The Middle East has been a hot spot for thousands of years and is likely to remain so. It would appear that a realistic containment policy is the best we can hope for. But when you mix ideology with ignorance, you will not get it.

turcopolier

exPFCChuck

There was an understanding between Marshall and FDR that Marshall would go to England and replace Eisenhower for Overlord while Eisenhower became chief of staff of the US Army. FDR reneged on this understanding on the basis that he could not cope with the war if Marshall were not at his side in Washington. Eisenhower was a very lucky man. Marshall had fired Leonard Gerow over Gerow's perfomance in Pearl Harbor Day as head of the operations section in the Army General Staff. Eisenhower was one of his deputies and Marshall gave him Gerow's job. A few month's later someone had to be sent to England to head a planning staff and Eisenhower got the job. His presence in the European Theater and familiarity with the British and Free French led to him being appointed by Marshall to head Torch and so forth. He played little role in commanding the expeditionary forces in Europe. His staff gave the army group commanders and the air forces their guidance. Eisenhower's role was largely that of a coordinator among the allies. In addition to that his publicly well known affair with Kay Summersby, his British Army driver was a matter of public scandal and a violation of the Articles of War.. Everyone in the SHAEF staff knew about it. It could hardly be missed when people came to his office and found her sitting next to his desk knitting. This liaison became a crisis for him after he used his authority as theater commander to make KS a temporary wartime AUS officer in the grade of captain. Marshall considered sacking for that but this was after the decision was made to leave him in command of Overlord and to do so would have looked petty. pl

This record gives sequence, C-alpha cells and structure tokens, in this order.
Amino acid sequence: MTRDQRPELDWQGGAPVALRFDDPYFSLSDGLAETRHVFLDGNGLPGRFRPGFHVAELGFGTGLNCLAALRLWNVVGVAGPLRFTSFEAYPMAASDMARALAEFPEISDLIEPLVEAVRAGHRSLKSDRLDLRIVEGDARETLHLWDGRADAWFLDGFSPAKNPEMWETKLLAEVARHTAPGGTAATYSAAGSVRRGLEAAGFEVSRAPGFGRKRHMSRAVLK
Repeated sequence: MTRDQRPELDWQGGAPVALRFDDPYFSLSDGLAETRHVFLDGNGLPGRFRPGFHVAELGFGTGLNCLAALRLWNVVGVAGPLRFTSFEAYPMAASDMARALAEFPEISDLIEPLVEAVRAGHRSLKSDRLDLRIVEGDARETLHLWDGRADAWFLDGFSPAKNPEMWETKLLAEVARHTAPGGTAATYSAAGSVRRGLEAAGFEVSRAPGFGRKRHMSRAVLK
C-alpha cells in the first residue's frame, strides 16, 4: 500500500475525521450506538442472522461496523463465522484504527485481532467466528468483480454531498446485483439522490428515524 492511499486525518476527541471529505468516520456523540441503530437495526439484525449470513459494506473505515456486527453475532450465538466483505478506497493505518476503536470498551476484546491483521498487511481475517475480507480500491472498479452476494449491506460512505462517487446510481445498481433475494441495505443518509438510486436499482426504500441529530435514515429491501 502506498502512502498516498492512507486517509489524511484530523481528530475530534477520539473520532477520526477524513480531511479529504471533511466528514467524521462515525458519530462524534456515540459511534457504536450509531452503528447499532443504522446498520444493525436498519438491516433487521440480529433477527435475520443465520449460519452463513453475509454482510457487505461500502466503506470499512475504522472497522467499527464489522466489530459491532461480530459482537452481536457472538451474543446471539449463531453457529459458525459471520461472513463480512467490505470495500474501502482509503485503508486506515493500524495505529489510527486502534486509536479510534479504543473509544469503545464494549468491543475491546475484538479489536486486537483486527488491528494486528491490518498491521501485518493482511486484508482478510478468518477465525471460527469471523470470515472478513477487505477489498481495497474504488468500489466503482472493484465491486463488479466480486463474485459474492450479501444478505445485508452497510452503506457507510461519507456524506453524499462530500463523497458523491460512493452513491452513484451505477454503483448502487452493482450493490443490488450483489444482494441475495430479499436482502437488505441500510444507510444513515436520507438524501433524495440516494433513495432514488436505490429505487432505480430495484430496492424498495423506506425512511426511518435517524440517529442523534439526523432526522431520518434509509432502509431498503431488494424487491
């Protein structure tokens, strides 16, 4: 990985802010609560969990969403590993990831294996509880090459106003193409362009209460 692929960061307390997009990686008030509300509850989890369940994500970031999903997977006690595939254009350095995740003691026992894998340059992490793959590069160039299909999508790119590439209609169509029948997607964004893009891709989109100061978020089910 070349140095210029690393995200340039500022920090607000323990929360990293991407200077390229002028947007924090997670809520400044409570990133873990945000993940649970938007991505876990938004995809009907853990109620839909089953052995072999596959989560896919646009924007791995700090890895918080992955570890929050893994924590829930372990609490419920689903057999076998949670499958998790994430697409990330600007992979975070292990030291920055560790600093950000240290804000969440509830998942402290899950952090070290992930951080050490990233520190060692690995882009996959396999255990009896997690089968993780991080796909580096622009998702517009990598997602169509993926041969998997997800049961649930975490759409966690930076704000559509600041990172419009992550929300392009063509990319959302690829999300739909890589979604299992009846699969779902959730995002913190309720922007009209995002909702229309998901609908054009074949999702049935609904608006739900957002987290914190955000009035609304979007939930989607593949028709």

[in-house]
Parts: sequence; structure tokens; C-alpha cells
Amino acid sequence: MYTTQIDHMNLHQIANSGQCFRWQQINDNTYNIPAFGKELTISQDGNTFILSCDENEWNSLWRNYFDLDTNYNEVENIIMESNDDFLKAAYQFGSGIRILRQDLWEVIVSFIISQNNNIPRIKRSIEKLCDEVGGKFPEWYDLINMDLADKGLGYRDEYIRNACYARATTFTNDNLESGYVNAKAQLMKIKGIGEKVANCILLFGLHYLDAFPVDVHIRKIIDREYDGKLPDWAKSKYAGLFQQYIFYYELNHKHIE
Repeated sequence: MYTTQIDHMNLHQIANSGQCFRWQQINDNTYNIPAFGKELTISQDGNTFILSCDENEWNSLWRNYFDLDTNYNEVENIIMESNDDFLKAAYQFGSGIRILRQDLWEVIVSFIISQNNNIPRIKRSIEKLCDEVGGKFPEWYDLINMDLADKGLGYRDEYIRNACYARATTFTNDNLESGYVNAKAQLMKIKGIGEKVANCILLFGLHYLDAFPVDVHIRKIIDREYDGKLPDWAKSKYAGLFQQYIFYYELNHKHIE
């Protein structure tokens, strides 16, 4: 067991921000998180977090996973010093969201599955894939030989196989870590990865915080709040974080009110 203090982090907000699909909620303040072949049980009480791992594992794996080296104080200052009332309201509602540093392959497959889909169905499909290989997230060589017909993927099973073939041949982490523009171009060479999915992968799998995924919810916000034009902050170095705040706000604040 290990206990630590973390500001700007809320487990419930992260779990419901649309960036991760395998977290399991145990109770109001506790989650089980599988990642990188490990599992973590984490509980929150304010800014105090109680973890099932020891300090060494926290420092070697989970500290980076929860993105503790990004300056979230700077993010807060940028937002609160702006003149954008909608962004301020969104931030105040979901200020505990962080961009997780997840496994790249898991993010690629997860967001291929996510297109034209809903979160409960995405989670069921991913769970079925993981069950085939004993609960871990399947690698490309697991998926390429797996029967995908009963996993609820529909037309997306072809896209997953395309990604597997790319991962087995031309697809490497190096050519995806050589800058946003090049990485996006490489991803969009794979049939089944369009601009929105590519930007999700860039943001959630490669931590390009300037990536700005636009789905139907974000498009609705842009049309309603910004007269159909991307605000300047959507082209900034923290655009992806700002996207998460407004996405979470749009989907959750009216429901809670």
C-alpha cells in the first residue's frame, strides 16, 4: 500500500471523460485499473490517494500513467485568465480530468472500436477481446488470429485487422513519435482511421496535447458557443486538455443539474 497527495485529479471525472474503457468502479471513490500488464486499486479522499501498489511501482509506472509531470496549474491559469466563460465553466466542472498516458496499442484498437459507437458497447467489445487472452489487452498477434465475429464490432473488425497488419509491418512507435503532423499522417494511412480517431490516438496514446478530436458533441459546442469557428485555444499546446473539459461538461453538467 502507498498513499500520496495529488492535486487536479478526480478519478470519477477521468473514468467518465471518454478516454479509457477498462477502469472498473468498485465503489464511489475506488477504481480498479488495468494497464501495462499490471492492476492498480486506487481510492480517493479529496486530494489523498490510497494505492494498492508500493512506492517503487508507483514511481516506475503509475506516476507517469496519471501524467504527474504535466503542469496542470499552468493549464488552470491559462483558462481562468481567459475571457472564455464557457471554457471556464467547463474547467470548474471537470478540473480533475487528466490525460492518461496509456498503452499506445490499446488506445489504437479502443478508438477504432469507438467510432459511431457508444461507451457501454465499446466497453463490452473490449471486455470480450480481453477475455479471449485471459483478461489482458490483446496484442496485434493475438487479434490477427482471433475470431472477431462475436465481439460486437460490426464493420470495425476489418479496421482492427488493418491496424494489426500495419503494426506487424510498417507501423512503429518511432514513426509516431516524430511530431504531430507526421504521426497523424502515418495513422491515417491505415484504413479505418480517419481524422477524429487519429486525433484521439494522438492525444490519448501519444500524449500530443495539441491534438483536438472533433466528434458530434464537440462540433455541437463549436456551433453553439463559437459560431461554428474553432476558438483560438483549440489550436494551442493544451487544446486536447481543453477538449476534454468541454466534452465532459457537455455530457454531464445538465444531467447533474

turcopolier

aleksandr

I suppose b had in mind a figurative rather than a literal use of the word "junta." pl

turcopolier

blue peacock

IMO there would have to be some sort of catastrophe that provided a catharsis so profound that basic assumptions had to be re-examined. pl

turcopolier

Yeah, Right

It is true that b did not say that he questioned Kelly's motives, He merely did so. pl

turcopolier

All

We seem to have a lot of Russians here lately and I have found them to be worthwhile contributors even if I disagree with them at times. I would like to make it clear that I think the anti-Russian bias in the US MSM and government bureaucracy is a bad thing. US actions in Syria have been abominably stupid and would have resulted in one or more jihadi caliphates in Syria if it had not been for the intervention of the Russians. This intervention has been most skillful and I congratulate them for it. pl

Kerim

This will just be further confirmation that this committee is in collusion with those dastardly roooshians.
The Russians are not coming, they're already here...

turcopolier

Kerim

That is really funny since i have been criticized for being anti-Russian. Sounds like you are a supporter of the rebels. pl